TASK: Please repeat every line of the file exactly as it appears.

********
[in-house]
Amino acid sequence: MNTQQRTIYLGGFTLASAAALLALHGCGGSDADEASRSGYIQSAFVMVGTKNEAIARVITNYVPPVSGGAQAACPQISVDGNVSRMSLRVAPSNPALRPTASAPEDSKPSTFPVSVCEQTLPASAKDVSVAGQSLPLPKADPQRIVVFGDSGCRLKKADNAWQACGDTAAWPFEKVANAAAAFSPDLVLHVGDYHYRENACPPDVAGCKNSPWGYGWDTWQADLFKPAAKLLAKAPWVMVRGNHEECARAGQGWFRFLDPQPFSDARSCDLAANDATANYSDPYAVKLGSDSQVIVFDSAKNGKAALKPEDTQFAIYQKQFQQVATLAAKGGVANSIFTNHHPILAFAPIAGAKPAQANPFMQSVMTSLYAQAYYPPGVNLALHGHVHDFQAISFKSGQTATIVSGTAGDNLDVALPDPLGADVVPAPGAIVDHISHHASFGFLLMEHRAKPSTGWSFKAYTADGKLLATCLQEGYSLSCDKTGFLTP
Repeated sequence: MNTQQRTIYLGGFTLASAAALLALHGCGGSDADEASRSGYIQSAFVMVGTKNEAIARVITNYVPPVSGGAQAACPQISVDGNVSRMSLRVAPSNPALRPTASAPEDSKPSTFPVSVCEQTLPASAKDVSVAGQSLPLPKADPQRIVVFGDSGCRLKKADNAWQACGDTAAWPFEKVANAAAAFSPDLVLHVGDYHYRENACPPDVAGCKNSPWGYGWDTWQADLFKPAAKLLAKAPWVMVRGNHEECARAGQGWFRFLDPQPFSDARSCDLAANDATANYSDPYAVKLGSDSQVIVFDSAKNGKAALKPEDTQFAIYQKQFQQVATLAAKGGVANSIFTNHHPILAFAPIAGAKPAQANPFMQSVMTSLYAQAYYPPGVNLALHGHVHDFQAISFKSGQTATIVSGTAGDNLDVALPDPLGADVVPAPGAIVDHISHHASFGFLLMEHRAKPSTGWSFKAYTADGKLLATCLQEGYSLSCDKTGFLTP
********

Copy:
[in-house]
Amino acid sequence: MNTQQRTIYLGGFTLASAAALLALHGCGGSDADEASRSGYIQSAFVMVGTKNEAIARVITNYVPPVSGGAQAACPQISVDGNVSRMSLRVAPSNPALRPTASAPEDSKPSTFPVSVCEQTLPASAKDVSVAGQSLPLPKADPQRIVVFGDSGCRLKKADNAWQACGDTAAWPFEKVANAAAAFSPDLVLHVGDYHYRENACPPDVAGCKNSPWGYGWDTWQADLFKPAAKLLAKAPWVMVRGNHEECARAGQGWFRFLDPQPFSDARSCDLAANDATANYSDPYAVKLGSDSQVIVFDSAKNGKAALKPEDTQFAIYQKQFQQVATLAAKGGVANSIFTNHHPILAFAPIAGAKPAQANPFMQSVMTSLYAQAYYPPGVNLALHGHVHDFQAISFKSGQTATIVSGTAGDNLDVALPDPLGADVVPAPGAIVDHISHHASFGFLLMEHRAKPSTGWSFKAYTADGKLLATCLQEGYSLSCDKTGFLTP
Repeated sequence: MNTQQRTIYLGGFTLASAAALLALHGCGGSDADEASRSGYIQSAFVMVGTKNEAIARVITNYVPPVSGGAQAACPQISVDGNVSRMSLRVAPSNPALRPTASAPEDSKPSTFPVSVCEQTLPASAKDVSVAGQSLPLPKADPQRIVVFGDSGCRLKKADNAWQACGDTAAWPFEKVANAAAAFSPDLVLHVGDYHYRENACPPDVAGCKNSPWGYGWDTWQADLFKPAAKLLAKAPWVMVRGNHEECARAGQGWFRFLDPQPFSDARSCDLAANDATANYSDPYAVKLGSDSQVIVFDSAKNGKAALKPEDTQFAIYQKQFQQVATLAAKGGVANSIFTNHHPILAFAPIAGAKPAQANPFMQSVMTSLYAQAYYPPGVNLALHGHVHDFQAISFKSGQTATIVSGTAGDNLDVALPDPLGADVVPAPGAIVDHISHHASFGFLLMEHRAKPSTGWSFKAYTADGKLLATCLQEGYSLSCDKTGFLTP